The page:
What if churches were to lead the way? What if we were to bring together doctors and nurses and hospital officials in our communities and say, “How can we change healthcare in our community so that no one falls through the cracks?”

What if we were to group together and provide low-cost health insurance to our members (imagine the memberships piling in!) and provide basic medical services (such as regular health screenings, flu vaccinations, and other prevention-based services) to the community?  What if we didn’t just have blood drives but had basic first-aid drives and gave away basic first-aid needs to the community? What if we got a dentist and a hygienist to offer free dental cleanings once a month?  What could we do together?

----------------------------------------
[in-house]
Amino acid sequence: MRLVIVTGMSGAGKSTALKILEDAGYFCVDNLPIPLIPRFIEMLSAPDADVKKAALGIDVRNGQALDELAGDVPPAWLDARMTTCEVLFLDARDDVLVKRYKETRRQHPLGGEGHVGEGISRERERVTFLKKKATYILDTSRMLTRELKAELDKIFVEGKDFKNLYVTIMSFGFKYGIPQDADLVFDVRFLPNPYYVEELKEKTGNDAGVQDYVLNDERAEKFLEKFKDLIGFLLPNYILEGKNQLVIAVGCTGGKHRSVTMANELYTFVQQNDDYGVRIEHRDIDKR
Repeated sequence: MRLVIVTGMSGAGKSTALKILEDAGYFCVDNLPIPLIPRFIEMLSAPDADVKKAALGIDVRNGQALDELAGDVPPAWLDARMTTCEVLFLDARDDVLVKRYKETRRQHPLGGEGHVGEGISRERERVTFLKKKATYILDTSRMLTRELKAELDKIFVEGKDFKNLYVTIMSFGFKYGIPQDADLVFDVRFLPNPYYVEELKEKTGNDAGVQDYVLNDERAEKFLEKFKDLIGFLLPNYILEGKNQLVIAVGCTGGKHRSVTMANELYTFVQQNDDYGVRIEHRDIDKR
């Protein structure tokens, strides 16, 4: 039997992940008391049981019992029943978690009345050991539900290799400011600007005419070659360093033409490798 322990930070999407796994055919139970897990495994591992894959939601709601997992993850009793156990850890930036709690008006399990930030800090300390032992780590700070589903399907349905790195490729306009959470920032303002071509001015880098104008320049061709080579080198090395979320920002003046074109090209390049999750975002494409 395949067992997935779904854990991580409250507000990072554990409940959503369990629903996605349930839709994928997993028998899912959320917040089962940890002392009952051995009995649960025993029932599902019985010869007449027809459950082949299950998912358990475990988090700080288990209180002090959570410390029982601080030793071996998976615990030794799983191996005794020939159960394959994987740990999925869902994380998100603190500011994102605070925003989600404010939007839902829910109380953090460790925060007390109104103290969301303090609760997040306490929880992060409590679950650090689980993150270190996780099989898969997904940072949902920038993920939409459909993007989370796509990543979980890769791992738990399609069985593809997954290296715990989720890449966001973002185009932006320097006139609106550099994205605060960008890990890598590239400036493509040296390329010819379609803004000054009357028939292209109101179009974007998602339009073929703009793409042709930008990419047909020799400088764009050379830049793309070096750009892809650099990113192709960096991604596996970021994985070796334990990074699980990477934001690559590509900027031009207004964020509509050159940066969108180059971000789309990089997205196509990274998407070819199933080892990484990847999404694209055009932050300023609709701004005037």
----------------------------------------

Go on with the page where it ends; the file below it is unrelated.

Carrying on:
If we as churches are concerned about the well-being of those who are part of our community, then we must step up to bring change about to health care. And I believe we can start that transformation of the system by rethinking our role. We don’t have to just speak out for one form of health care reform or another. We can act. We can support local clinics, or begin one. We can do our part to transform the conversation, to transform the system, if we dare to dream about our role in healthcare differently.

Are any among you sick? They should call for the elders of the church and have them pray over them, anointing them with oil in the name of the Lord. ~James 5:14